SAME OLD NONSENSE
When: Sunday, October 28, 8pm.
Where: Hull City Hall, Queen Victoria Square, Hull.
To book: 01482 300300.
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Precocious: Noble started performing stand-up at his local comedy club at the age of 15. Licensing laws meant he had to leave through the kitchen.
Oz: He lived on a farm in St Andrews, on the outskirts of Melbourne, Australia, until it was destroyed by the 2009 bushfires along with all his possessions.
Wheels: He is a keen biker and off-road rider.
In stitches: The comic will make his big screen debut as a psychotic undead clown in the new horror comedy Stitches, which is released on October 26. In the movie, Noble plays a clown who returns to wreak revenge after he is accidentally killed at a children's party.
It has been two years since surreal funnyman Ross Noble stood on a comedy stage – but now he's back. But is the Geordie comic worried he may have lost it? Ian Midgley finds out
Z ombie clowns, electric lemons, Bernard Manning's band and what would happen if he was Harold Bishop from Neighbour's boyfriend are just a few of the things fizzing through Ross Noble's brain today.
To be fair, it is just a typical day inside the Geordie funnyman's noggin. If a minute goes by without a monkey riding a unicycle through his grey matter, there will usually be two pedalling through shortly afterwards, wearing hats, to make up for it.
It must be exhausting being this perpetually surreal, twisting reality for comic effect 24 hours a day.
That is why, two years ago, the 36-year-old decided to take a break – and try his hand at leading what the rest of us call "a normal life".
"I was supposed to be having a break," says the affable and always engaging Geordie, who remains one of the most successful live comedians working today.
"I decided to take a step back from doing the big tours, have a bit of a rest and enjoy myself. I just thought a bit of a recharge of the batteries would do me good.
"But then, last year Eddie Izzard came along and asked me to do a Laugh In The Park, which was three nights playing to 10,000 people in this huge arena.
"Then Peter Richardson got in touch, said he was getting The Comic Strip back together and wondered if I would be interested in taking part?
"He said he'd written a part especially for me so it would've been rude to say no.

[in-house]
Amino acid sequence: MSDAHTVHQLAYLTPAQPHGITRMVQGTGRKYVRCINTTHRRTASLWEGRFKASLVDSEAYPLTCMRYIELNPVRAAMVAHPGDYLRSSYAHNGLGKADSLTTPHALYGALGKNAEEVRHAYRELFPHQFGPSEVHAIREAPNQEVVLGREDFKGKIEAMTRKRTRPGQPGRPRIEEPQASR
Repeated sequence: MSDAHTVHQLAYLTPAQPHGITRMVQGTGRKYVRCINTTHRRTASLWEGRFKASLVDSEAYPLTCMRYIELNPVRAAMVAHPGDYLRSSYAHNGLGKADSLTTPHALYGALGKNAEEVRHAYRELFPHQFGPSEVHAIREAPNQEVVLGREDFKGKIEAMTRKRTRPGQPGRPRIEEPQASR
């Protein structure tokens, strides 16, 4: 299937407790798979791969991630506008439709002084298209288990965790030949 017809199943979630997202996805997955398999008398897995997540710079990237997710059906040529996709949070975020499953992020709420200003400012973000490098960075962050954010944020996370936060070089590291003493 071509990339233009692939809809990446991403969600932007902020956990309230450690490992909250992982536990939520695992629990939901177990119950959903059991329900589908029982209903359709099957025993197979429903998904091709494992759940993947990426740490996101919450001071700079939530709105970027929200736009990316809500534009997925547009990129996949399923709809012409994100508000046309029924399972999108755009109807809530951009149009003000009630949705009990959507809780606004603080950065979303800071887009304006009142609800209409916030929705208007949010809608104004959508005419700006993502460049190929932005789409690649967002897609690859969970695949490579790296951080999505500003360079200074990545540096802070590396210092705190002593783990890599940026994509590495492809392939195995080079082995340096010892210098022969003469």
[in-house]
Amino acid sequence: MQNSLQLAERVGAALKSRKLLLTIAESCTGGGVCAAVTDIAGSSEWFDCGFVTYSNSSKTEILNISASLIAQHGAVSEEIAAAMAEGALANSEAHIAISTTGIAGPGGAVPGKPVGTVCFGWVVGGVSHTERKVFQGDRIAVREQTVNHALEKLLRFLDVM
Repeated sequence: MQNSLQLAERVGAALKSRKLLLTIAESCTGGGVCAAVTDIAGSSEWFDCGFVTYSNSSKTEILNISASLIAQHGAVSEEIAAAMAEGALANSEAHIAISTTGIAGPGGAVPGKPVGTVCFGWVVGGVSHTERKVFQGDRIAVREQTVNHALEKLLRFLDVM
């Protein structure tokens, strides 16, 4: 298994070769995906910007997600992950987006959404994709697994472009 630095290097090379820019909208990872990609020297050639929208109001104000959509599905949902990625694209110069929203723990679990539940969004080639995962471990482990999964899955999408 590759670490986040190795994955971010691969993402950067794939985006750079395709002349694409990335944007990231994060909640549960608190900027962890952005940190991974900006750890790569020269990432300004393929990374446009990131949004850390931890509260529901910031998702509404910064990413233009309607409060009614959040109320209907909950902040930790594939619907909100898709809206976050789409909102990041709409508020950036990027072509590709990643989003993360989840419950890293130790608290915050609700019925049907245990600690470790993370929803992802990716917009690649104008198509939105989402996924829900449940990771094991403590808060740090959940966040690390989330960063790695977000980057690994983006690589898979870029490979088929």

"So, long story short, my time off ended up being quite busy.
"But stand-up wise this is the first tour I've done in ages – and I'm actually quite looking forward to it."
Noble self-deprecatingly describes his latest foray into the realms of madness, called Mindblinder, as his "usual old nonsense".
For a comedian who is celebrating his 20th year in the business ("I started when I was foetus" is his excuse) he is still remarkably inventive.
He is not quite sure what he will be talking about when he arrives at Hull City Hall, on Saturday, October 28, because, he says, he hasn't "unleashed the gremlins" in his head that write the jokes yet. They usually turn up just before he walks on stage.
The upside of this is no two nights on his 49-date tour are the same.
The downside of this is, he says, after not doing it for a while you just hope the gremlins haven't moved out.
So, after such a long stretch away, did he ever worry that he wouldn't be able to recapture his comedy mojo?
"There was an element of that," he says.
"I did my first show back in Hobart, in Australia, and before I went on I was worried – you know, what if I've lost it?
"But it was actually amazing. More than anything it made me realised how much I'd missed it.
"Stand-up is a bit like a drug. Once you get a laugh, you want another, and another.
"You can get addicted to it.
"One thing I realised, and I don't want to sound big-headed here, is that if you have people giving you standing ovations and weeping with laughter you can become quite blasé about it. When you come on and get that first laugh, you realise 'oh yes, that's why I do it'."